• Gradual progression of training program.
  • Incorporate rest into training program.
  • Address muscular imbalances early with the help of a health professional.

4. Shin splints (medial tibial stress syndrome): The term “shin splints” refers to pain along the shinbone (tibia) — the largest bon in the front of your lower leg. The pain is the result of an overload on the shinbone and the connective tissues that attach your muscles to the bone.

Pain or tenderness along the inside of the shin (usually about halfway down the shin) that may extend to the knee. Pain is most severe at the start of a run, but may disappear during a run, as the muscles loosen up. This is different to a stress fracture, where there is pain during weight bearing activities (walking, stair-climbing, etc.).

Causes:

  • Inflexible calf muscles and tight Achilles tendon place more stress onto the muscle attachments.
  • Over-pronation.
  • Excessive running on hard surfaces such as concrete pavement.
  • Incorrect or worn shoes.
  • Overtraining or a rapid increase in training load or intensity.
  • Beginner runners are more susceptible to this problem for a variety of reasons, but most commonly due to the fact that the leg muscles have not been stressed in such a way before they started running.

Prevention:

  • Prepare for exercise/activities — understand what muscle groups will be used and slowly start conditioning them by strengthening them. Talk with a PM&R physician to determine the appropriate type of exercises.
  • Properly stretch muscles before running — muscles and joints need to warm up before beginning a run. Also be sure to allow for a “cooling down” period afterwards.
  • Use an appropriate running shoe — there are several brands and models of running shoes. Make sure you are using the type best suited for your feet and your running style. Running shoes should also be replaced regularly. Consult a specialty running store to choose an appropriate shoe.
  • Incorporate hard days and easy days into your training program — mileage should only be increased approximately 10 per cent each week. Runners should make sure to decrease their mileage slightly every third week as a way to allow for recovery prior to additional mileage increases. Runners should also be patient with their development, being careful not to push themselves too far or too fast.
  • Active Release Therapy (ART) or Soft Tissue Therapy can be used to correct muscular imbalances.

[picapp align=”left” wrap=”true” link=”term=sports+injury&iid=5167506″ src=”9/1/d/9/Closeup_of_a_3034.jpg?adImageId=10205489&imageId=5167506″ width=”234″ height=”234″ /]5. Plantar fasciitis: An inflammation of the plantar fascia, a thick fibrous band of tissue in the bottom of the foot that runs from the heel to the base of the toes. When placed under too much stress, the plantar fascia stretches too far and tears, resulting in inflammation of the fascia and the surrounding tissues. The tears are soon covered with scar tissue, which is less flexible than the fascia and only aggravates the problem.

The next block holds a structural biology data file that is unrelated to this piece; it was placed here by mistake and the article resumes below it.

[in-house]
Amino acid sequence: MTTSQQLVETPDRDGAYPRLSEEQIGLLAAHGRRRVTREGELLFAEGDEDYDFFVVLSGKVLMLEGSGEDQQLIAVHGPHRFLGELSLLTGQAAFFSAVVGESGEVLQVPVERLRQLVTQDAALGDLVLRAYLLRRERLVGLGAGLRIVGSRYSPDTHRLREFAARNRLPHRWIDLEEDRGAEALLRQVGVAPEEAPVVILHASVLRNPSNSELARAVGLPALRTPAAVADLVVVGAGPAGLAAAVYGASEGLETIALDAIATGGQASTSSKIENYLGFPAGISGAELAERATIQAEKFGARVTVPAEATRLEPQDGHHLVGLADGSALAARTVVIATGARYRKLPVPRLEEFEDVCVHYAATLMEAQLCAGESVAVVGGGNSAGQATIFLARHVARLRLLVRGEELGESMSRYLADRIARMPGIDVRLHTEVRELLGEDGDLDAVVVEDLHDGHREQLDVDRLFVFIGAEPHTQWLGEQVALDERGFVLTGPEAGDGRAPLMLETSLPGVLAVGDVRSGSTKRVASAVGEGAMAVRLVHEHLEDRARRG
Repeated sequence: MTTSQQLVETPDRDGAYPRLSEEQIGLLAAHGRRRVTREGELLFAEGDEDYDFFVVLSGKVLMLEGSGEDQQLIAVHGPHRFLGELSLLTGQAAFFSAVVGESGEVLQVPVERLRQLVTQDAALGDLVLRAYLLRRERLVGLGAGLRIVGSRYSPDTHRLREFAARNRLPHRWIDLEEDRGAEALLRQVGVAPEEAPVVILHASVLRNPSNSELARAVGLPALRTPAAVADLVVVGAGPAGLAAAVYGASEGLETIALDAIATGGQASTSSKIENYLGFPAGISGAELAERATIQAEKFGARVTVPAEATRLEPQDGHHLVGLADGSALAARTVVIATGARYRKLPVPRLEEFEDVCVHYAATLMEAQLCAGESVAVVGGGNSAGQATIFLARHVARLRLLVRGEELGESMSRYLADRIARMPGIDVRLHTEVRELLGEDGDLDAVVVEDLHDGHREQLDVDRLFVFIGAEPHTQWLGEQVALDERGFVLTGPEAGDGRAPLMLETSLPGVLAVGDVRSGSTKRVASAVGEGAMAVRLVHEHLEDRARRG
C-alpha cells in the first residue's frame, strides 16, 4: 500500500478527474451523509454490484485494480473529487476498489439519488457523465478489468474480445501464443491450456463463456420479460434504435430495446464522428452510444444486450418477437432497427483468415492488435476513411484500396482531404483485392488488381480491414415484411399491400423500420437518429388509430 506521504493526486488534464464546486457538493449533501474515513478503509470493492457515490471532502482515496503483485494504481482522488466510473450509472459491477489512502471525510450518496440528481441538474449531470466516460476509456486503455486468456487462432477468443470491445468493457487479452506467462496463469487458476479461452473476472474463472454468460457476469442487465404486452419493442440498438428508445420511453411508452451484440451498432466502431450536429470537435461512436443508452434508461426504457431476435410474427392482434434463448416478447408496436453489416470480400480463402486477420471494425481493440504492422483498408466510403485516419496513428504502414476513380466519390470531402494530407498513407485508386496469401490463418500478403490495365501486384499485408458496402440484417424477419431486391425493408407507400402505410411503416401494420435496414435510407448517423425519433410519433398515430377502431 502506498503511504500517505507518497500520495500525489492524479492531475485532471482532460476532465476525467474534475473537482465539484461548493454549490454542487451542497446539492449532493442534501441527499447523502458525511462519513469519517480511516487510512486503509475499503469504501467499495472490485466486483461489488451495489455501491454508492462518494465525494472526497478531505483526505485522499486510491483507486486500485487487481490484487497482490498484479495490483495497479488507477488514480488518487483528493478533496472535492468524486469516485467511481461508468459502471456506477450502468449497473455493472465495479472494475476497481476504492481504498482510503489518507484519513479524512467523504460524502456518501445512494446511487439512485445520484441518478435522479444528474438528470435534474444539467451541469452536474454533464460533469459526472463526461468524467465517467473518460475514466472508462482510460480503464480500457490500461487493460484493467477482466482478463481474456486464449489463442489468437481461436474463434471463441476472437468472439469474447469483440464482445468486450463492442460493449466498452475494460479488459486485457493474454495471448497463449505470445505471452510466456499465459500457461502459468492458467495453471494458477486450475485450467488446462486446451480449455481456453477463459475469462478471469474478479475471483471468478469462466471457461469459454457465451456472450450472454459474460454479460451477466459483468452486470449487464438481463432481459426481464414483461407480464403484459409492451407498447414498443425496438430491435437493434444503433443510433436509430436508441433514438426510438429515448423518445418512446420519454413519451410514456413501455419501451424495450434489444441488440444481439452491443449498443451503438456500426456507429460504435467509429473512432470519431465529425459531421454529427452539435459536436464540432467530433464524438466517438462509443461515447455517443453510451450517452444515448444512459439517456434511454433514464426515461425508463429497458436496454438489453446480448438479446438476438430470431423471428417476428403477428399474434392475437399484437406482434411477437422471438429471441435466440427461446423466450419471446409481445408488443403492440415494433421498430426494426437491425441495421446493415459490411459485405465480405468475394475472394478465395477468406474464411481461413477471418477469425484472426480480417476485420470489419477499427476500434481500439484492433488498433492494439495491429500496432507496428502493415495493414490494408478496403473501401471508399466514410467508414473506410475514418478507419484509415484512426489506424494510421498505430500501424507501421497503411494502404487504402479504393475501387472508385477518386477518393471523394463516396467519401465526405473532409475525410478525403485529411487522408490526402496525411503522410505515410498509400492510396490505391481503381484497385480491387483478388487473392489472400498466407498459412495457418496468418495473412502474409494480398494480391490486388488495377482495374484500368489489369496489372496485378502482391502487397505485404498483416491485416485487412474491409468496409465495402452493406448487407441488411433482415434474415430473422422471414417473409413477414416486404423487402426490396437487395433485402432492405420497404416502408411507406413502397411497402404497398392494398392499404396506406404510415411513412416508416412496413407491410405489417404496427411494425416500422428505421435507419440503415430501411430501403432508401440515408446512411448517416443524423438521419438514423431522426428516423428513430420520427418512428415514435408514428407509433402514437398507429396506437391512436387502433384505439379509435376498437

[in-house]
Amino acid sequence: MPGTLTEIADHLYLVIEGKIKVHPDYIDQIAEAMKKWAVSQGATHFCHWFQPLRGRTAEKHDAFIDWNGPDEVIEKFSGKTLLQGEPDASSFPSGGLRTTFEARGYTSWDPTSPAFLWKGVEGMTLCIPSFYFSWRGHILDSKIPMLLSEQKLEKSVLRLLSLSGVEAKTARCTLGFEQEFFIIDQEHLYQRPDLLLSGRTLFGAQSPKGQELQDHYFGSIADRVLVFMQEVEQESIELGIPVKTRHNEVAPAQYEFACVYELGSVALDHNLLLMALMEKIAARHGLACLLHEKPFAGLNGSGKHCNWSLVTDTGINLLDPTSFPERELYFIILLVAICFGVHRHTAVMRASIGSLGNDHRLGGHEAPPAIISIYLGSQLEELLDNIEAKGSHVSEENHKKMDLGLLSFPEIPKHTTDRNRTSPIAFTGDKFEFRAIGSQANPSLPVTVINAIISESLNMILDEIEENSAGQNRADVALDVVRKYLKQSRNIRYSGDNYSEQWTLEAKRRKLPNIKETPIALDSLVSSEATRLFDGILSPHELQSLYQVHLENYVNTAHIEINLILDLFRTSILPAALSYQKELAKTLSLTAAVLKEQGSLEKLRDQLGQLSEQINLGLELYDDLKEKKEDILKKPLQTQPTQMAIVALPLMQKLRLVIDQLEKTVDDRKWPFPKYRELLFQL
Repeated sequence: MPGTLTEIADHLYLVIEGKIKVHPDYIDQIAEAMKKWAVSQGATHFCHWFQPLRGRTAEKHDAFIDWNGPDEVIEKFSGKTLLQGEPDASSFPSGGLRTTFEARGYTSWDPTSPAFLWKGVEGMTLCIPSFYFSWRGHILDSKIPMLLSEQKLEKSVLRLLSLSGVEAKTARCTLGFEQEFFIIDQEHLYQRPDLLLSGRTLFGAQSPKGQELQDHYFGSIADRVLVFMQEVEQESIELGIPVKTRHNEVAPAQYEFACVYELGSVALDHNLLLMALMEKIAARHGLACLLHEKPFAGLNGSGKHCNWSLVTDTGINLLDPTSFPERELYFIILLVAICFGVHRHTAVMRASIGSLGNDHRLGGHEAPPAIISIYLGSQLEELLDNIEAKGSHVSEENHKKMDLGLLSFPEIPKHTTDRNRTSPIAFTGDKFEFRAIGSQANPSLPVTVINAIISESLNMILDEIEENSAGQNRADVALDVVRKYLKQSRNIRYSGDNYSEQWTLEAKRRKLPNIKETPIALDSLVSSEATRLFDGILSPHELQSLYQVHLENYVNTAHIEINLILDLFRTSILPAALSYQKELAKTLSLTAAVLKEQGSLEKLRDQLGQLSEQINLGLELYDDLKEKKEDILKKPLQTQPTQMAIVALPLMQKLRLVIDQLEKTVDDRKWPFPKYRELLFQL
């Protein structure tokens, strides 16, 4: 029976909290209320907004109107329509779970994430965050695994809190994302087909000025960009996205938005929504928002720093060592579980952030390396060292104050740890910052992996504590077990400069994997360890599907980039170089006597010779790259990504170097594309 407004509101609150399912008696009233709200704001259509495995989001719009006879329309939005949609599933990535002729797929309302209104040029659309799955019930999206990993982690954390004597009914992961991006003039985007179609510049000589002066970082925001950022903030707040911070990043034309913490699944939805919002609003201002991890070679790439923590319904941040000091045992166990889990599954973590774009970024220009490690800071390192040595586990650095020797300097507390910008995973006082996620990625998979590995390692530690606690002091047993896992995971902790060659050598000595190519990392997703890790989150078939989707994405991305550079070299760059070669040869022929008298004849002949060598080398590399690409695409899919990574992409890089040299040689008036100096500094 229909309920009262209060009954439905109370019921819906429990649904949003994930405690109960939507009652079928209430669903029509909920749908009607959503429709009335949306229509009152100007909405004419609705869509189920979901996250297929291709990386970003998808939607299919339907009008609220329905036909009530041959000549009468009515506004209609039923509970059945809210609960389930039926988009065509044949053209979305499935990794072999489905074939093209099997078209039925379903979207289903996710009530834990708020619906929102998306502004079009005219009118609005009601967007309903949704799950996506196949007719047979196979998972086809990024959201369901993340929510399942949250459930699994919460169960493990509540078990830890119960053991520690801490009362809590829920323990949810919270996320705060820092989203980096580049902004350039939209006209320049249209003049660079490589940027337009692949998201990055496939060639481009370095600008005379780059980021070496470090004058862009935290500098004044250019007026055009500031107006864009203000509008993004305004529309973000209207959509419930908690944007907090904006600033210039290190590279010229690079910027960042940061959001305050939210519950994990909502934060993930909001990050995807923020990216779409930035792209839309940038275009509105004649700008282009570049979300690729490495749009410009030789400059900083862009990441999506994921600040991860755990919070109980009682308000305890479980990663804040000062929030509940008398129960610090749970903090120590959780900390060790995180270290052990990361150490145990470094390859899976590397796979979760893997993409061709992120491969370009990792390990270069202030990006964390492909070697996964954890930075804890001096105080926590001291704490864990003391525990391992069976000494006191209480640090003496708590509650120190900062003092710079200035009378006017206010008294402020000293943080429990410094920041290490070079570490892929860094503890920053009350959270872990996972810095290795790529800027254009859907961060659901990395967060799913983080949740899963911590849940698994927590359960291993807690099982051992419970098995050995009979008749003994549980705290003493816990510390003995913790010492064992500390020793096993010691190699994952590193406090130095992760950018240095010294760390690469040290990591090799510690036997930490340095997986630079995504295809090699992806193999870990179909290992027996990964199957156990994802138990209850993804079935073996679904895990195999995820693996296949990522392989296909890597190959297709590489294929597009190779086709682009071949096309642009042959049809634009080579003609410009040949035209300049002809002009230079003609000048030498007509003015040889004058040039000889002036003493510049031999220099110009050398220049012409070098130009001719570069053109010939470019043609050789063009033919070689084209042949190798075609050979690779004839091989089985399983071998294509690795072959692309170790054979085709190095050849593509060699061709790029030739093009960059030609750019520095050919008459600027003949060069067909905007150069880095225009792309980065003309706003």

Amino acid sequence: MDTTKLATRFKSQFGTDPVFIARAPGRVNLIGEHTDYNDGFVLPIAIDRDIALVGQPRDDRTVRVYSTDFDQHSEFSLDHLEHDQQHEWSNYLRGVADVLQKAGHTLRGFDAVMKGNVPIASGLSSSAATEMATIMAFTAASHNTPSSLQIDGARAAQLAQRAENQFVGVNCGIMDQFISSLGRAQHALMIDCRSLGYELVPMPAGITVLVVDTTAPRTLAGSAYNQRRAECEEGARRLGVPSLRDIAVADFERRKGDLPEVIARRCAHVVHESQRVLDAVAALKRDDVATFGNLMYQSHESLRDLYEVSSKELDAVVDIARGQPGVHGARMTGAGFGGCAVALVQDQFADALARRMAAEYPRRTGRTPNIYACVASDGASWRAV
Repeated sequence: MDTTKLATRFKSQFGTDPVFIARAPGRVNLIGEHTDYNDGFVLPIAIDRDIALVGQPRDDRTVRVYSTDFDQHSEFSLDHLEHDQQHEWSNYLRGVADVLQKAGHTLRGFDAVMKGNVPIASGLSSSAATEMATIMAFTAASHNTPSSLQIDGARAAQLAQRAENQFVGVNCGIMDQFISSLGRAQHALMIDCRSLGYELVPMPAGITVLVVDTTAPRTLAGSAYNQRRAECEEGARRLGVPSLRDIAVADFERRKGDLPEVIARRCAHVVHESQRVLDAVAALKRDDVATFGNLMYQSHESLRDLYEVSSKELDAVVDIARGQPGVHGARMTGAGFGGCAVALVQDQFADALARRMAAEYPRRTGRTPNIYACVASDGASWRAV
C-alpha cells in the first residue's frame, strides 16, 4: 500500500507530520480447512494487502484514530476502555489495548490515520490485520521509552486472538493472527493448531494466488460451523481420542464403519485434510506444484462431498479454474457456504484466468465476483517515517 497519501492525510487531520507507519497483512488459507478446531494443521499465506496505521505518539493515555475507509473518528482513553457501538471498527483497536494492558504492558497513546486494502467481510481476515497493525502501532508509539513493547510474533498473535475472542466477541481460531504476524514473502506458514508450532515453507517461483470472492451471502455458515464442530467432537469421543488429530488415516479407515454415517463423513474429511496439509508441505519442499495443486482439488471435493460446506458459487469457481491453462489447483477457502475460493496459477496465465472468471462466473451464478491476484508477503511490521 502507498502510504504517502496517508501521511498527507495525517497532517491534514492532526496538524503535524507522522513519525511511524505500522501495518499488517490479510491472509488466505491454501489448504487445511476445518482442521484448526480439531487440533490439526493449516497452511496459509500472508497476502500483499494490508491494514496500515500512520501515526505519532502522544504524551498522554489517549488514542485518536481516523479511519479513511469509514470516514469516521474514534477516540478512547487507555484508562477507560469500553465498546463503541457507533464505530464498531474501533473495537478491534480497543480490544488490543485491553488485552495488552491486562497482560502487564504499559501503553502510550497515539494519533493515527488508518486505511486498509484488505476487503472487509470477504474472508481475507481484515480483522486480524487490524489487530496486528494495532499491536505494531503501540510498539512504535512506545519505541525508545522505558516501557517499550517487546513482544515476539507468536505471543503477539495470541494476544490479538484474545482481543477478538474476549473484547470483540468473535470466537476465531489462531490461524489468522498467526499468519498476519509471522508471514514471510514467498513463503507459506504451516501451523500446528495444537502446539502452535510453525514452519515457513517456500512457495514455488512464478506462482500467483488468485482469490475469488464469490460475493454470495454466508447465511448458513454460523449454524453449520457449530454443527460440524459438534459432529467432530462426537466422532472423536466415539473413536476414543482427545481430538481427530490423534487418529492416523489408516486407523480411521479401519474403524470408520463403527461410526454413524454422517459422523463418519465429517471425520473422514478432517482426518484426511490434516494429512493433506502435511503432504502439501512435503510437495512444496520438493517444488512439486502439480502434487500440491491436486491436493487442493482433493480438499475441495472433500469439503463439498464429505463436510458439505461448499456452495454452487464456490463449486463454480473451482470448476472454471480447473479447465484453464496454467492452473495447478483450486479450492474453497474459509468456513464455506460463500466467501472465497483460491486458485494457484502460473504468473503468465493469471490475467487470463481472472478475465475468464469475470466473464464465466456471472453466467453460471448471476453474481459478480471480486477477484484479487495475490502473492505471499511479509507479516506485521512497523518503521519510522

Symptoms:

  • Pain at the base o the heel or bottom of the foot.
  • Pain is most severe in the mornings on getting out of bed, and at the beginning of a run. The pain may fade as you walk or change running stride, in an attempt to alleviate the pain.

Causes:

  • Stress, tension and pulling on the plantar fascia.
  • Inflexible calf muscles and tight Achilles tendons (placing more stress onto the plantar fascia).
  • Over-pronation (Feet rotate too far inward on impact).
  • High arches and rigid feet.
  • Incorrect or worn shoes.
  • Overtraining.

Preventative measures:

  • Stretching of the gastrocnemius and soleus muscles. Repeat stretches two to three times per day. Remember to stretch well before running and to stretch the plantar fascia.
  • Place a golf ball under the foot, and roll the foot over the ball. Start with the ball at the base of the big toe, and roll the foot forwards over the ball, then back again. Move the ball to the base of the toe and repeat. Always exert enough pressure so that you feel a little tenderness.
  • Correct shoes.
  • Orthotics to correct over-pronation (can try taping to see if this provides relief prior to orthotics).
  • Active Release Therapy (ART) or Soft Tissue Therapy to calf musculature.

For more information on stretching, or to learn different stretches to help prevent some of the above injuries, check out Runner’s World’s page on stretching here.

Advertisements

Running for cancer survivors: a journey to wellness

Claire was the 2:15 pace bunny for the Mississauga Half Marathon in 2006

As a running instructor for the Running Room and Nike, I have taught numerous beginner clinics, but none have touched my heart and soul more than the Breast Cancer Survivor Clinics. As we all go on our weekly long runs, and pass runners on Toronto’s numerous paths, we assume that everyone who is running must be healthy.

This is not always so.

I have been privileged to teach three Breast Cancer Survivor Clinics on behalf of the Running Room, which are tailored to women who have had cancer, although I have not had cancer myself. As with any running clinic, we embark on a nine-week journey to increase their fitness level; this is a wellness clinic for thrivers. As a group they learn about fitness, but most of all, they build self-esteem and a network of fast friends. Cancer survivors share a powerful bond, which coupled with a common goal of the 5K Run for the Cure makes for a magical experience.

The students at these courses are as diverse as you can imagine — ranging from age 30 to 70. Some have only recently completed treatments, while others have been in remission for over a decade. These ladies bravely face a wide array of health challenges, ranging from depleted energy, to depression, to lymphedema, to weight management. While some cancer patients suffer from weight loss due to drug therapies and treatments, a great number experience weight gain.